The Raindance Film Festival, that picked up the film at the Cannes Film Festival in May, subsequently held the UK Premiere and 'found a way around the ban by billing the screening as a "private event"'. The Sun tabloid described the film as 'sick' and 'vile' following the festival's 2010 Press Launch and Westminster Council requested to monitor the invitations to the screening. The 35mm print was shipped from the BBFC for the 8 October 2010 premiere.
On October 21, 2010, the film had a single screening at Toronto's Bloor Cinema. It took place as part of the monthly event called Cinemacbre Movie Nights organized by the Rue Morgue magazine. The publication also spotlighted the film and featured it on its cover.
From September 24, 2010, A Serbian Film began to be shown at movie theaters across Serbia in the uncensored form, with screening times scheduled late at night.
The film is scheduled to be released in the UK theaters on December 8, 2010 in the edited form, with four minutes and eleven seconds of its original content removed by the British Board of Film Classification due to "elements of sexual violence that tend to eroticise or endorse sexual violence". A Serbian Film thus became the most censored cinema release in Britain since the 1994 Indian film Nammavar that had five minutes and eight seconds of its violent content removed.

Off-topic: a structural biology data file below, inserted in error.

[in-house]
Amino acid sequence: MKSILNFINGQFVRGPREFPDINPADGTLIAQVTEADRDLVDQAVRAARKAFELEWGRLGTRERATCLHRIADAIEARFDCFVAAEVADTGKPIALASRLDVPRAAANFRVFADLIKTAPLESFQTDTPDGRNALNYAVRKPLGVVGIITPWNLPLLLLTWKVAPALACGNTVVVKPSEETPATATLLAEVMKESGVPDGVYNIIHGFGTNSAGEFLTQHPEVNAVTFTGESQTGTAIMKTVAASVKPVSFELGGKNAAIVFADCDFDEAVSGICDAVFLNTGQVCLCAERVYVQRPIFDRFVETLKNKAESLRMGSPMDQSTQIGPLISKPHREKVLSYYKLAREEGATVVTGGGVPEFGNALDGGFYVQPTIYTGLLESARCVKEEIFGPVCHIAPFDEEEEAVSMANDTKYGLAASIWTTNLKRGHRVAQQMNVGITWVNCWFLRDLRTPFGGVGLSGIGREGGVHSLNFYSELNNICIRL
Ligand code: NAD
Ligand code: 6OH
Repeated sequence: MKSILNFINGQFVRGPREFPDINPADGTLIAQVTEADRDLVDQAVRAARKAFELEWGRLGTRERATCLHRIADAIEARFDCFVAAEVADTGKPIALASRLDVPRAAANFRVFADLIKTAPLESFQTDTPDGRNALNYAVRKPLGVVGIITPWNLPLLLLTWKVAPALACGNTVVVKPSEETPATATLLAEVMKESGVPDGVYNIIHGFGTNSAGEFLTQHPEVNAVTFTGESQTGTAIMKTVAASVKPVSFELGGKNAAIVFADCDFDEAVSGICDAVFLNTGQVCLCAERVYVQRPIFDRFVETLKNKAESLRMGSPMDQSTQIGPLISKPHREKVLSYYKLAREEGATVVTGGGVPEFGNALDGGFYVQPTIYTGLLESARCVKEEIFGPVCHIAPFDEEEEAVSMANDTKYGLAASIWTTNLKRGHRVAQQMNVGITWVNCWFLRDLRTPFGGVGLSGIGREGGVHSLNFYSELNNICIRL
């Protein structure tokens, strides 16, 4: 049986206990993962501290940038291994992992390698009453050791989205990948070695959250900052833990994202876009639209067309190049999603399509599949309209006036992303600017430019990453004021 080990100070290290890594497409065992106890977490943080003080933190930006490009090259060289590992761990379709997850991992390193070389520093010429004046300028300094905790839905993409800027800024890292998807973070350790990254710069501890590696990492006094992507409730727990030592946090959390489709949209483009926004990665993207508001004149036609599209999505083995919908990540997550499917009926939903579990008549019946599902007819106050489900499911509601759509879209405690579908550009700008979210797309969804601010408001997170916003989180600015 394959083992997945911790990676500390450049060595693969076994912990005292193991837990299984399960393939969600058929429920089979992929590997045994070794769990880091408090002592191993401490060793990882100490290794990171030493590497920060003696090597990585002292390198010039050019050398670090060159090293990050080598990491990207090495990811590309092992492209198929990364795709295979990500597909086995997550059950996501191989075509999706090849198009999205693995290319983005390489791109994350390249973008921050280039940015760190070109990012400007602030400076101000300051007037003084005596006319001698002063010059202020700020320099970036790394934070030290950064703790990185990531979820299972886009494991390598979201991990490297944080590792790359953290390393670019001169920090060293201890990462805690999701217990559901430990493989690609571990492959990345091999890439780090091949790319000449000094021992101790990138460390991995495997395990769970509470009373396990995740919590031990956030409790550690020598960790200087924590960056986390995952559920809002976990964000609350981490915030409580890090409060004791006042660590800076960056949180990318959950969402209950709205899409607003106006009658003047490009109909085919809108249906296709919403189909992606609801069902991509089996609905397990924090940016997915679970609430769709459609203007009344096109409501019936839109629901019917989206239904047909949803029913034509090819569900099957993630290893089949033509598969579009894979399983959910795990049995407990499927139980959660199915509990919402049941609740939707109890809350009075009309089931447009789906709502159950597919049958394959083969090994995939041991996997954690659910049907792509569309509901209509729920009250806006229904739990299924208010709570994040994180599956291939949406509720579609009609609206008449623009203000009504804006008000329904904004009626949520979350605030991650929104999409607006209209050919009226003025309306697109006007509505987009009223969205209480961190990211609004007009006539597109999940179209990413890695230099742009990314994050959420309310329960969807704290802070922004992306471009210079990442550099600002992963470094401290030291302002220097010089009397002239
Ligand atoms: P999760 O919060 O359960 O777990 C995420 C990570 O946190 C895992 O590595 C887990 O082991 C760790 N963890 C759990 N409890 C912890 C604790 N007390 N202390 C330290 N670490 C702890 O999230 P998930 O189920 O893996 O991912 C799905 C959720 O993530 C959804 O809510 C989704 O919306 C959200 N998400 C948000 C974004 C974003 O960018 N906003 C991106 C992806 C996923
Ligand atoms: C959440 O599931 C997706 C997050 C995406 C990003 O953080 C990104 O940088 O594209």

The film was released to great controversy in terms of its graphic and often sexually explicit violence. Screenwriter Srdjan Spasojevic has responded to the controversy with "This is a diary of our own molestation by the Serbian government... It's about the monolithic power of leaders who hypnotize you to do things you don’t want to do. You have to feel the violence to know what it’s about."
Scott Weinberg wrote "I think the film is tragic, sickening, disturbing, twisted, absurd, infuriated, and actually quite intelligent. There are those who will be unable (or unwilling) to decipher even the most basic of 'messages' buried within A Serbian Film, but I believe it's one of the most legitimately fascinating films I've ever seen. I admire and detest it at the same time. And I will never watch it again. Ever."
A more critical review came from Alison Willmore: "Movies can use transgressive topics and imagery toward great artistic resonance. They can also just use them for pure shock/novelty/boundary-pushing, which is where I'd group Serbian Film. That it comes from a country that's spent decades deep in violent conflict, civil unrest, corruption and ethnic tensions makes it tempting to read more into the film than I think it actually offers—ultimately, it has as much to say about its country of origin as Hostel does about America, which is a little, but nothing on the scale its title suggests."
Tim Anderson of the horror review site "Bloody Disgusting" likened the movie to "having [his] soul raped" and dissuaded anyone reading his review from ever seeing it, writing: "If what I have written here is enough to turn your feelings of wonder into a burning desire to watch this monstrosity, then perhaps I haven't been clear enough. You don't want to see Serbian Film. You just think you do."